What is the first thing you think of when you here of the 1930s, Amos and Andy or how about Lum and Abner? Lum and Abner werent really expected to do anything with their lives; they were just having fun trying to make something of them selves. They became two of the most famous people from Polk and Montgomery counties: Chet Lauck- Lum, Norris Goff- Abner, and the history of Lum and Abner.
Chester Lauck was born in Alleene, Arkansas, February 2, 1902. (Alleene, Arkansas)
(www.mu.net/stemple/page1.htm) His parents were W.J. and Cora Lauck. (Cate, Micheal, 190) Chet moved to Mena in 1911, where he met Norris Goff. They became very good friends. Chet lived on Port Arthur Avenue in Mena. His father owned the sawmill and was the Union Bank president. Chet went to Mena high school. He played baseball, basketball, football, and track. He had two older brothers and one younger sister. He graduated from high school in 1920. After high school, Chet went to the University of Arkansas and got a degree in advertising. He was the co-editor of the Universitys humor magazine and was a Razorback cheerleader. After the University of Arkansas, he went to study at Chicago Institute of Fine Arts. (Stucker, Kathryn Moore) In 1926, Chet married Harriet Wood. He had three children: Shirley, Nancy, and Chet Jr.
Norris Goff was born in Cove, Arkansas, May 30, 1906. (www.me.net/stemple/ page1.htm) His parents were Rome and Dora Goff. (Cate, Micheal, 190) He lived on Reine Street. His father worked as a wholesale grocer. (Williams, Troy, 70) When Norris was in high school, he was quarterback for the football team. He graduated in 1924. He then went to the University of Arkansas and the University of Oklahoma.
After college he worked at his fathers company. In 1929, Norris married Elizabeth Bullion. They had a boy, Gary, and a girl, Gretchen. (Stucker, Kathryn Moore)
Waters was the name of the town Chet and Norris got started in. Waters sounded like a swamp so they changed the name of the town to Pine Ridge, because of the woods and valleys of the Ouachitas. In Pine Ridge there was a sawmill, post office, blacksmith shop, gristmill, and other necessary services to the farm community. The community started in the early 1900s. Lauck and Goff lived close to each other.
By 1931, they became Amos and Andy imitators. Chet and Norris liked clowning around at the Elks Lodge and Possum Club Banquets. On July 27, 1931, they made their national radio debut on NBC radio network from Chicago. The program Lum and Abner aired from 1931 to 1953. The programs were fifteen to thirty minutes long. The first sponsor was the Quakers Oats Company. Other sponsors were Ford Motors Company, Horlicks Malted Milk, Alka Seltzer (the longest lasting association), and General Motors.
Their philosophy was simply best summed up in one piece of advice: Never put your faith in seed catalogues. That thing with the double barreled name always turns out to be radishes. (Williams, Troy, 71)
Chet Lauck once said during the 1930s, Were sort of like Mussolini. Weve created Pine Ridge and people in it, the mayor, the justice of the peace, the fire chief, the
grocer. Were dictators by remote control. Its our town and we run it to suit ourselves. (Williams, Troy, 71)
The personalities of the people they swapped stories with, while stopped at rural stores, were to become the characters they created for their radio programs. Grandpappy Spears was based of Cling Wilhite, from one of the earliest Waters families both wore floppy hats and rode a white mule. Cedric Wehunt was based on Lester Goble, slow of speech but humorous. The real Ola Hooper became Elizabeth Peabody, large of heart and stature but stern of voice in hand. Eva May ONeal became Little Pearl, each planned on becoming a nurse but Miss ONeal died at age 18 from injuries received in a fall from a horse. Margaret Wilhite became Sister Simpson, Anna Risenhoover became Aunt Charity Spears and Aunt Chat Lawrence was Widder Abernathy. (Williams, Troy, 70) Lauck and Goff carried the show mostly by themselves, doing different characters. Occasionally there would be other actors playing guest roles. Chet Lauck played Lum Eddards, Cedric Wehunt and Grandpappy Spears. Norris Goff played Abner Peabody, Squire Skimp, Dick Huddleston, Mousey Gray, and Usysses S. Quincy. (www.nidlink.com/lrcook/ lumabner.html)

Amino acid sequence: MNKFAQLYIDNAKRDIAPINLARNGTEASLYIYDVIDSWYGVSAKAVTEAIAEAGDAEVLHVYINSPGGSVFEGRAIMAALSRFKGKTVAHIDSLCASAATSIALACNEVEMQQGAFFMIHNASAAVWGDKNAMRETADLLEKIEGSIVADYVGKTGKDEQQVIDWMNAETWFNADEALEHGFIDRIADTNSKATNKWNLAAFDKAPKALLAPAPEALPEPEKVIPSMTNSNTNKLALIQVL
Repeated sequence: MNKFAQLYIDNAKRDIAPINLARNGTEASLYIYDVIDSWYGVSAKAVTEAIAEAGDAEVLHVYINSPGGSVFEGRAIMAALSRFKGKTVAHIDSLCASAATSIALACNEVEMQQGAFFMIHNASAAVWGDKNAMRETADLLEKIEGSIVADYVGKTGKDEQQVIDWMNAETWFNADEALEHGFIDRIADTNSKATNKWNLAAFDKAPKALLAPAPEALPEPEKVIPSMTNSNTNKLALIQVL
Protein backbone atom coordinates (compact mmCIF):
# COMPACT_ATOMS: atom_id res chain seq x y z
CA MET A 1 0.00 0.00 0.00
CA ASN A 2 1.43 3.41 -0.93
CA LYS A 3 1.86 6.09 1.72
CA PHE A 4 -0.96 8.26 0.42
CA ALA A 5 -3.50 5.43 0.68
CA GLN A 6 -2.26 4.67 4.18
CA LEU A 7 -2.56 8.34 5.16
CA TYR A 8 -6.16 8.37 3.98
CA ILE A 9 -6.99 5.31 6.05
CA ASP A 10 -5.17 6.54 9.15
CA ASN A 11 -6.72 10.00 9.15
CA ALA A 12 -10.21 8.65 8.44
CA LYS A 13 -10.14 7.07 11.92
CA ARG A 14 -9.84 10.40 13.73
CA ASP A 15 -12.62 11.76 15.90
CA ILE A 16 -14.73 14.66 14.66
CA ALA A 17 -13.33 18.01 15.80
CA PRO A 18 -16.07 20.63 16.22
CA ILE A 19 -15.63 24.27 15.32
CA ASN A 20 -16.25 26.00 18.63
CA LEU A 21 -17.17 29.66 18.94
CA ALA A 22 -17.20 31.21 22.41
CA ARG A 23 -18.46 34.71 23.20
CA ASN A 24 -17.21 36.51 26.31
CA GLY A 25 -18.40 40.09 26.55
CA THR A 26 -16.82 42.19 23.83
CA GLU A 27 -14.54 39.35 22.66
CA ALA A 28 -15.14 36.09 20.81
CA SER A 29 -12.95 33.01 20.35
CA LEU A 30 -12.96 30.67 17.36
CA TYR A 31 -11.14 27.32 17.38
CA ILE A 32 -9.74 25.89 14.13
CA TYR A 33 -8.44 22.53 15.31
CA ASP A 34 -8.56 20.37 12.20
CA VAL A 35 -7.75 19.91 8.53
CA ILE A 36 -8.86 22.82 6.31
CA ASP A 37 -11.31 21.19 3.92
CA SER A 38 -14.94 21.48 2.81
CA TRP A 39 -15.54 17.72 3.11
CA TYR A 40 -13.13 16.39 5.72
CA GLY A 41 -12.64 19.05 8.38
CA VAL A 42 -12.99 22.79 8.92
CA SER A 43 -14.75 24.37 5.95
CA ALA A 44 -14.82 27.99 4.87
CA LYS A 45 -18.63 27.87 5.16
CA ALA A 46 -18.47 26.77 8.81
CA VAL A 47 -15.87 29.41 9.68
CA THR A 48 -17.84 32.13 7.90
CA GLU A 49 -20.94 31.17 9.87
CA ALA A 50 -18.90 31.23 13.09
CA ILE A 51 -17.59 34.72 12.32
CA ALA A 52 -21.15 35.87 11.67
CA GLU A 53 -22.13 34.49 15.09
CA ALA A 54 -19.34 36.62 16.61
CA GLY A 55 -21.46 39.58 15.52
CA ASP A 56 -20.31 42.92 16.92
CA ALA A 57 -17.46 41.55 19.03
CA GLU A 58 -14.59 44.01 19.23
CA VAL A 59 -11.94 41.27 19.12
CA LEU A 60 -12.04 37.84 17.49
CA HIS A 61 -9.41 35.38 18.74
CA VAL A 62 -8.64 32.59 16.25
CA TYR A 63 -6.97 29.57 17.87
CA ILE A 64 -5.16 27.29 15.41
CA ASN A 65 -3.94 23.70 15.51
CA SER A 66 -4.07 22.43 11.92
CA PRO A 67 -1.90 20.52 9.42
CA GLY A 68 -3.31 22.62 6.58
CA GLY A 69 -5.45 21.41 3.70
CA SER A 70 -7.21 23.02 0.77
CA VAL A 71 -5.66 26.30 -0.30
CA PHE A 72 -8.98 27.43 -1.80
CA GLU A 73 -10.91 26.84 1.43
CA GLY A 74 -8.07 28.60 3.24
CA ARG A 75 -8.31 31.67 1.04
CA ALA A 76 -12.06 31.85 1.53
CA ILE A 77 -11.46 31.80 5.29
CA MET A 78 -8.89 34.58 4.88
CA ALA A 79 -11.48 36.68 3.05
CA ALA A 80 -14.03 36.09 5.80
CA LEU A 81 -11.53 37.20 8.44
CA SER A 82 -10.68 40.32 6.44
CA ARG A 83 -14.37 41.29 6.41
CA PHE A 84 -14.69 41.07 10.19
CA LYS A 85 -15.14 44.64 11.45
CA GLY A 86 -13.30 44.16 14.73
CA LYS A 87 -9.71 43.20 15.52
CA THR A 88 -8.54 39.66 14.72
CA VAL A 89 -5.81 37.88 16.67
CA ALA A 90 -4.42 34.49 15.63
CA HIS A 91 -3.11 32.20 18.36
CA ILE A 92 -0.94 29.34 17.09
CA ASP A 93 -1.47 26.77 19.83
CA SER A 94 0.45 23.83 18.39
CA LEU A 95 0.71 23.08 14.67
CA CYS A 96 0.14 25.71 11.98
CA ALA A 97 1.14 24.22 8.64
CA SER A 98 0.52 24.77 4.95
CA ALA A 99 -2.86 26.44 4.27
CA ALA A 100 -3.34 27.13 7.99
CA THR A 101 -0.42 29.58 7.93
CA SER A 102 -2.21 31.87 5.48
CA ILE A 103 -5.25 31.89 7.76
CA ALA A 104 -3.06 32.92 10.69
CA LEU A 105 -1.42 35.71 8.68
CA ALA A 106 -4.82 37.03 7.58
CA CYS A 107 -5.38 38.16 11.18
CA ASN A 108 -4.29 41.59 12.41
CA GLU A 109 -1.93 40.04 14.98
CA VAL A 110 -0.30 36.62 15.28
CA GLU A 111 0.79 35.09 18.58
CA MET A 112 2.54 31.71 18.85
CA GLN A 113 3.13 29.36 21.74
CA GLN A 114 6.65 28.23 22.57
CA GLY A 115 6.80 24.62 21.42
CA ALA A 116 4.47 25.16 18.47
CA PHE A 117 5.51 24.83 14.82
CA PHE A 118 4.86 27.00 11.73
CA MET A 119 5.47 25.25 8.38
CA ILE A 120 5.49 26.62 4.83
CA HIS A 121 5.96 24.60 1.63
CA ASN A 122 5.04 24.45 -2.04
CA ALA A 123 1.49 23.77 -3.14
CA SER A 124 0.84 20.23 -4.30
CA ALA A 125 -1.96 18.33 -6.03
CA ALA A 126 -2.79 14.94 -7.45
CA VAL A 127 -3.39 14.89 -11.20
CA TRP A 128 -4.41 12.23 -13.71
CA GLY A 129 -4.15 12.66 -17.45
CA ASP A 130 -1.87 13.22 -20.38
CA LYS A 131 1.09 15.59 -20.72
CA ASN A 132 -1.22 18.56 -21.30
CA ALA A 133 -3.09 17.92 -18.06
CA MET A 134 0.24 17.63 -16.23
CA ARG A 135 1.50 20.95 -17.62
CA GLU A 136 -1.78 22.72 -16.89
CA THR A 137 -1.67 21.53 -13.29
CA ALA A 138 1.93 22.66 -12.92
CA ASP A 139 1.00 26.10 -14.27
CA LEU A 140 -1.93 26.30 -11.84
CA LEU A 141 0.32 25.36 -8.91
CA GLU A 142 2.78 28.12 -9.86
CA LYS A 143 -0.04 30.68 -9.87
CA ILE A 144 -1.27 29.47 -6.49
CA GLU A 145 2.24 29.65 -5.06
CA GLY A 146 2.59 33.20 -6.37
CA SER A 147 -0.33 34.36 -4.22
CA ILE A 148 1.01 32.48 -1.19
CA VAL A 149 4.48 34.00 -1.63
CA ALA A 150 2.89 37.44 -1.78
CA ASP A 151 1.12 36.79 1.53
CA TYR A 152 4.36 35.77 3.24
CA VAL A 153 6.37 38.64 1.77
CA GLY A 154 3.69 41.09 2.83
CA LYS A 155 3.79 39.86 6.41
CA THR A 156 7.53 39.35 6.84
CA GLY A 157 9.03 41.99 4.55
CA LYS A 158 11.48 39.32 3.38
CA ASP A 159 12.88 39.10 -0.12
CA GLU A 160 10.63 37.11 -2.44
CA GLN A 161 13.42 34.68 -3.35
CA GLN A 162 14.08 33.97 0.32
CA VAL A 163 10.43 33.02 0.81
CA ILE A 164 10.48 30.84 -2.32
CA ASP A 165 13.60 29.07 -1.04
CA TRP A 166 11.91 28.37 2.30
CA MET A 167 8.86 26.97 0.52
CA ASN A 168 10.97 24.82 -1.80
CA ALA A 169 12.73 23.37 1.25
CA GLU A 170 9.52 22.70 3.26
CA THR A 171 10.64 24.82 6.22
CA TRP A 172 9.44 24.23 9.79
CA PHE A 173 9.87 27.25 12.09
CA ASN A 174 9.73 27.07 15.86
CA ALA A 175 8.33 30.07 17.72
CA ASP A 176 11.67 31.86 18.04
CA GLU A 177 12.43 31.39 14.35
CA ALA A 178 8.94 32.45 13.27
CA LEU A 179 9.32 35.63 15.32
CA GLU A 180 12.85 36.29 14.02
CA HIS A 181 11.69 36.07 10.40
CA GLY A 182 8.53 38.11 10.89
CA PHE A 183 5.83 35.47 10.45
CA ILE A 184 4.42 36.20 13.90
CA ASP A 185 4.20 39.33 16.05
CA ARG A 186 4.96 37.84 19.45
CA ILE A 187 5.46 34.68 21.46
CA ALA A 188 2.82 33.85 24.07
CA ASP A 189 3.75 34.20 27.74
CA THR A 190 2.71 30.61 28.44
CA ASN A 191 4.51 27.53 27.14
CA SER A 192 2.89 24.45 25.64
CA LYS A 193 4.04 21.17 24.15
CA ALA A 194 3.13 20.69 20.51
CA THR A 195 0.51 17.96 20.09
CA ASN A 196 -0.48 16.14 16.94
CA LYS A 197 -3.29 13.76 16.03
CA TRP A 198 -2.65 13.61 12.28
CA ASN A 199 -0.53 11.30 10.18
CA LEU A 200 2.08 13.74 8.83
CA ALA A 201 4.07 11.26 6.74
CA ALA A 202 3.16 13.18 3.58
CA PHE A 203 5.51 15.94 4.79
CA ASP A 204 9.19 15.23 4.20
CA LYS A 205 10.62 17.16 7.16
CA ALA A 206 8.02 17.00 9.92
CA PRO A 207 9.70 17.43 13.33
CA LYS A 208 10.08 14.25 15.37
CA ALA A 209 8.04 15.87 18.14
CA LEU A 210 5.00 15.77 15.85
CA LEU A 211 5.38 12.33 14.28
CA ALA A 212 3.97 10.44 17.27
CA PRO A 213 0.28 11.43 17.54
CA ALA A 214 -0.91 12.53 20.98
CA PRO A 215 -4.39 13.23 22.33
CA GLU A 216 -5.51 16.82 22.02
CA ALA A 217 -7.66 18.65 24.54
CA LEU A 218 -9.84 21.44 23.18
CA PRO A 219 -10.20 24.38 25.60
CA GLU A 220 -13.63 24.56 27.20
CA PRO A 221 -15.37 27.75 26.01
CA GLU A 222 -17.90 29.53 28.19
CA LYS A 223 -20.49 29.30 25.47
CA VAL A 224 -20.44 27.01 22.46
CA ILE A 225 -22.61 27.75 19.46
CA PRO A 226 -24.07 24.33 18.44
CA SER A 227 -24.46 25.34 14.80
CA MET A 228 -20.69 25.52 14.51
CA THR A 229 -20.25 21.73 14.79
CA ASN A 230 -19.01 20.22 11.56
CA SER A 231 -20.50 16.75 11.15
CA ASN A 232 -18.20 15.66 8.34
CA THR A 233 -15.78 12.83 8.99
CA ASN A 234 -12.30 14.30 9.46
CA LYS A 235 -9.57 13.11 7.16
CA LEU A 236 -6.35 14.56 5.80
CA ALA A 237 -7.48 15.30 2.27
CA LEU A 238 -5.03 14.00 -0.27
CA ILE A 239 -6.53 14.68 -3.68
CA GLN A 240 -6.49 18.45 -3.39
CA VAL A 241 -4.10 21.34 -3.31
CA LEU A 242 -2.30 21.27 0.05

The Lum and Abner Scripts were Etiquette Tips from Abner Peabody, A Grammar Lesson, Lums Family Tree, Mail Call, Cedrics Root Beer Stand, The Perils of Being Rich, Cedric- The Voter, Cedrics School Days, Pine Ridge on Parade, Counting Sheep, Abner and Cedric Work a Crossword Puzzle, and Trip Sixteen-B. (www.nidlink. com/~lrcook/lumabner.html)
Heres an example of one of their scripts, Etiquette Tips from Abner Peabody:
-If you mix your peas with your mashed pertaters they wont roll off your knife.
That a way you dont have to chase em all over your plate tryin to scoop em up neither.
-If you mix butter with syrup, it stays on your bread a heap better.
-If you chuck a handful of crackers in your soup it makes it a heap easier to handle. Dont spill half as much that way. Its neater. Theres one of the first things a feller ought to know if hes takin supper outBe neat!
-When you butter your bread and fold it over, be sure and get the edges of your bread even. Dont have one corner stickin out. It just aint neat!
-If you spill somethin on the tablecloth just sorta gradual ease your saucer over it right away. You have to be a little sly about it. Point at somethin on the wall and get em to turn around, and while theyre looking just slide your saucer over the spot, and theyll never see it.
-Put the buttered side of your bread down if youre eatin on a slantin table. That a way shell never slip off the tablecloth. Ive found that awful handy.
-When youre eatin corn on the cob, gnaw in a direct line. Keep the rows straight.
-When youre eatin pork chops dont never pick up with your bare hand. Always wrap your napkin around it and then pick it up. Special when youre away from home. Just recollectbe neat!
-When you go to somebodys place, when you pour your coffee out in the saucer, never blow it. Thats the worst mistake you could make. Fan it with your hat. Always fan it.
-Always pull the chair out from the table for a woman. If you pull it out fur
enough that gives you a chance to get set down and get your favor-ite piece of chicken before they can draw up to the table.
-Dont ever reach with your bare hand out into the middle of the table for somethin neither. Youll bring back a nub!
-Dont tuck your napkin in your collar. Tie a hard knot around back of your neck so it wont slip.